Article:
Software that can allow you to host (or join) an online meeting is mostly a subset of communication software, but there are some notable differences. True, all online meeting software is a communications application, but not all communications software have online meeting components. This is because online meetings not only allow dispersed workers to talk to each other, but they’re also used for other things, such as training or onboarding, screen sharing, or remote desktop control.
Online meeting applications—usually known as video or web conferencing software—supports live discussion using a combination of video, audio, and text. There’s virtually no limit to how long you can use it to talk; you’re only limited by how much your internet bandwidth allows. Some software also place a cap on how many users can simultaneously be in a single room or conference to reduce network congestion.
Companies use online meetings, mostly to cut travel costs. This is apparent in large companies, where company branches are distributed throughout the country (even around the globe). Aligning everyone to the company’s goals by taking a trip to each of these branches is terribly impractical, which is why online meetings are great alternatives.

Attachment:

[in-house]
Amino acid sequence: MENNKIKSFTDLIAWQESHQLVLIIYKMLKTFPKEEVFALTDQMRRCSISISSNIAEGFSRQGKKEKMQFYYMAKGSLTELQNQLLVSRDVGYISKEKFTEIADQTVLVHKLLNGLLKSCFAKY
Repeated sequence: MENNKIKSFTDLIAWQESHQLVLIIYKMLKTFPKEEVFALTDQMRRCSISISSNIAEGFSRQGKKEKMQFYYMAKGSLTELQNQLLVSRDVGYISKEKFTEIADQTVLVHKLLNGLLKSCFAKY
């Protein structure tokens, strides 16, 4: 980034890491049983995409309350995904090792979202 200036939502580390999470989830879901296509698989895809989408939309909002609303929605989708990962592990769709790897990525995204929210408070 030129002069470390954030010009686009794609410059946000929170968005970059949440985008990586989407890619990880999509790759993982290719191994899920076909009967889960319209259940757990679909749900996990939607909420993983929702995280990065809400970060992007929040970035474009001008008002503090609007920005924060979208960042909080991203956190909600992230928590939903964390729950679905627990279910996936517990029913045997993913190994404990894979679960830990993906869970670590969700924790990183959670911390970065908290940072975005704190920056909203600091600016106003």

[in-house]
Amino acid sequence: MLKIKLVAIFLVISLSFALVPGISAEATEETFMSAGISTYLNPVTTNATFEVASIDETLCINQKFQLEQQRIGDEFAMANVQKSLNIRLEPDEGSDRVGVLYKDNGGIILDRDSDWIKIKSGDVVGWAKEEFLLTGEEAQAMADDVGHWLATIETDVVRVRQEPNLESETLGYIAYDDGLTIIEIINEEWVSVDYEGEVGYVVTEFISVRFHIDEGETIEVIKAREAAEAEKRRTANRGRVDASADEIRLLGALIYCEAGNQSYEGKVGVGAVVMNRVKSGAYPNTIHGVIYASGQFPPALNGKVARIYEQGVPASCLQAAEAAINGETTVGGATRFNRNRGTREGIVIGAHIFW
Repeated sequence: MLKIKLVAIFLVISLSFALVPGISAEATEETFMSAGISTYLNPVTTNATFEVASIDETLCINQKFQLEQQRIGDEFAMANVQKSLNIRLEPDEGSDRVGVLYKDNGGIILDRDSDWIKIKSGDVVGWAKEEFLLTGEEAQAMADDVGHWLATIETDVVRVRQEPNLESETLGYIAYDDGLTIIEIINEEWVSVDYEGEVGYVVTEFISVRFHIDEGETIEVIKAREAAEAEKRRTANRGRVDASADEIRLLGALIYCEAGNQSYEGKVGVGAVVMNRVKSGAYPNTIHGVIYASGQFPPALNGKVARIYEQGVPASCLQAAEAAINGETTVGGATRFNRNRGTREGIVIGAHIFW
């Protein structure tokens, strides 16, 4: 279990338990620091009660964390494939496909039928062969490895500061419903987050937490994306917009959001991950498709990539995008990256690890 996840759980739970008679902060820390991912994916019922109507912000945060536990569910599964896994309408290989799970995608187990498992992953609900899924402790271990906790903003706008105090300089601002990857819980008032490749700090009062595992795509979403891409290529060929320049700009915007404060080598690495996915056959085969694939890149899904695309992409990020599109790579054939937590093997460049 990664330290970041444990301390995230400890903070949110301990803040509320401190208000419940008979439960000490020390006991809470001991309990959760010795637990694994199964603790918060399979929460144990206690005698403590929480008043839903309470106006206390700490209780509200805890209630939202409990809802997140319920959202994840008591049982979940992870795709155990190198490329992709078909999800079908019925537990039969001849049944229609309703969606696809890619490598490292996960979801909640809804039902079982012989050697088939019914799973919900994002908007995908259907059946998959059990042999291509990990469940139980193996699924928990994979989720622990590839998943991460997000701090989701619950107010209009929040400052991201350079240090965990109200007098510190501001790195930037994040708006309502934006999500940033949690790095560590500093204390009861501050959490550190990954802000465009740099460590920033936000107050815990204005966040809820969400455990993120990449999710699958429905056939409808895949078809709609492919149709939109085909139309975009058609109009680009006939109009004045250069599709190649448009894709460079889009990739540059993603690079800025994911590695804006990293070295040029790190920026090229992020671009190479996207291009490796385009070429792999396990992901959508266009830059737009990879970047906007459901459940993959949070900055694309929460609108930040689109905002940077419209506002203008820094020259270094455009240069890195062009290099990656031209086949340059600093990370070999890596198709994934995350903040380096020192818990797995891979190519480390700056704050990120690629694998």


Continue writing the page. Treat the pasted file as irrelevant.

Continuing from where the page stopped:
Unlike communications software above that are limited to messaging and calling, online meeting apps add a new dimension to collaboration by letting all team members see each other. Apart from this, conferencing software also brings the following benefits:
RingCentral Video combines real-time messaging, web conferencing, and other communication tools in one platform. Its main claim to fame is that it can host up to 500 interactive participants in one session, or up to 10,000 for a view-only webinar. With crystal-clear audio and HD video, RingCentral Video can provide for the need of any remote team looking to invest in a feature-rich online meetings software.